Tropical Storm Rick hit Mexico's Pacific coast just north of the resort of Mazatlan on Wednesday, toppling trees and signs, after sparing Los Cabos on the Baja California peninsula a direct blow.

The center of the storm made landfall around 10 a.m. EDT with winds of about 55 mph, kicking up high waves that drew residents of Mazatlan to the city's seaside boulevard to watch the spectacle.

After moving over land, the storm dissipated by the afternoon, the U.S. National Hurricane Center said.

Authorities had no immediate reports of significant damage, though a steady rain had pelted the city since late Tuesday and several trees were toppled by the storm's winds. Electricity was knocked out in parts of the city, Sinaloa Gov. Jesus Aguilar told local media.

Authorities canceled classes in the southern part of Sinaloa state, where Mazatlan is located, and urged residents to evacuate some low-lying neighborhoods.

Tourists in Los Cabos, meanwhile, awoke to a blue, cloud-streaked sky Wednesday morning. There were no reports of flooding overnight, according to Los Cabos civil defense director Francisco Cota.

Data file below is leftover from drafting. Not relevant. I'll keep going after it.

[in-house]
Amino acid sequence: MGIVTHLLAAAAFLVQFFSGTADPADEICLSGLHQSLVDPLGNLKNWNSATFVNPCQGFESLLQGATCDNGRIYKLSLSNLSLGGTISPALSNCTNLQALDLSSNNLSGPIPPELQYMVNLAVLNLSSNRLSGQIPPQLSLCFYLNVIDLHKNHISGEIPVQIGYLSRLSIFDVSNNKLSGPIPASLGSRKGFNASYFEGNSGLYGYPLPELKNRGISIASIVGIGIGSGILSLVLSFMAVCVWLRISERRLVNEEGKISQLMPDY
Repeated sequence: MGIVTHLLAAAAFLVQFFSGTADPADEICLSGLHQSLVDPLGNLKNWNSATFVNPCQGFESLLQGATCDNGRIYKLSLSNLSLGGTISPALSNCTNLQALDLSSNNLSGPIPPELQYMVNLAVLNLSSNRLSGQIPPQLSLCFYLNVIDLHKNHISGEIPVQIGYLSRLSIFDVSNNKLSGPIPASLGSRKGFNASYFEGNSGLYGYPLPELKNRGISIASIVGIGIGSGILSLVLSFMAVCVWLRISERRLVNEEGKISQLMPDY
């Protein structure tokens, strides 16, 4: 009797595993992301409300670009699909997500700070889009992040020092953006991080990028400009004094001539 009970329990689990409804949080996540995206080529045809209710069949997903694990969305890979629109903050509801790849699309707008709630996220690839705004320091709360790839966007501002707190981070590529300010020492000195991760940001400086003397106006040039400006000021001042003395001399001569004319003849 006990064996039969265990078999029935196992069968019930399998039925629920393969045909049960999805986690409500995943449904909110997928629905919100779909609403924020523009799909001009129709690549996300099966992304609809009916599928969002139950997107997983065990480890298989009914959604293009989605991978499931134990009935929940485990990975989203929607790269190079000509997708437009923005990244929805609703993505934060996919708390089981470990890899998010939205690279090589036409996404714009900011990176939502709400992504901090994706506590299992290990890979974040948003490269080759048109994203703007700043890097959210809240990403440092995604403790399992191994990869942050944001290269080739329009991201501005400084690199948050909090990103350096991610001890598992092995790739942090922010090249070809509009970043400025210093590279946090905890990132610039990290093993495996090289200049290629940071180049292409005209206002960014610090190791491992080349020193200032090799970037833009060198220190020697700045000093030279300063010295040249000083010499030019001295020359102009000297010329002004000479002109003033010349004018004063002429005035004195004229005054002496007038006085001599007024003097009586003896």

Forecasters said the remnants of Rick could dump about one inch of rain in parts of northern Mexico, creating the risk of flash floods and mudslides.

Over the weekend, Rick's winds were clocked at 180 mph — making it the strongest hurricane in the eastern North Pacific region since 1997 — and it kicked up high waves hundreds of miles away that killed at least two people. But the storm spent its force far out at sea and weakened over cooler waters.

Far out in the Pacific Ocean, meanwhile, Hurricane Neki strengthened to a Category 3 storm with top winds near 115 mph.

Wednesday afternoon, Neki was centered about 620 miles west-southwest of Honolulu and about 410 miles south of French Frigate Shoals.

The storm was not expected to threaten Hawaii, but a hurricane warning was issued for part of the Papahanaumokuakea National Monument, a marine conservation area northwest of the islands.

Also Wednesday, a river overflowed its banks in the Central American nation of Honduras, flooding hamlets and cutting off transport routes to several towns on the country's Caribbean coast.

Juan Cesar Cruz, the head of Honduras' civil defense agency, said a dozen roads had been cut by the flooding. The flooding was caused by heavy rains that started Sunday.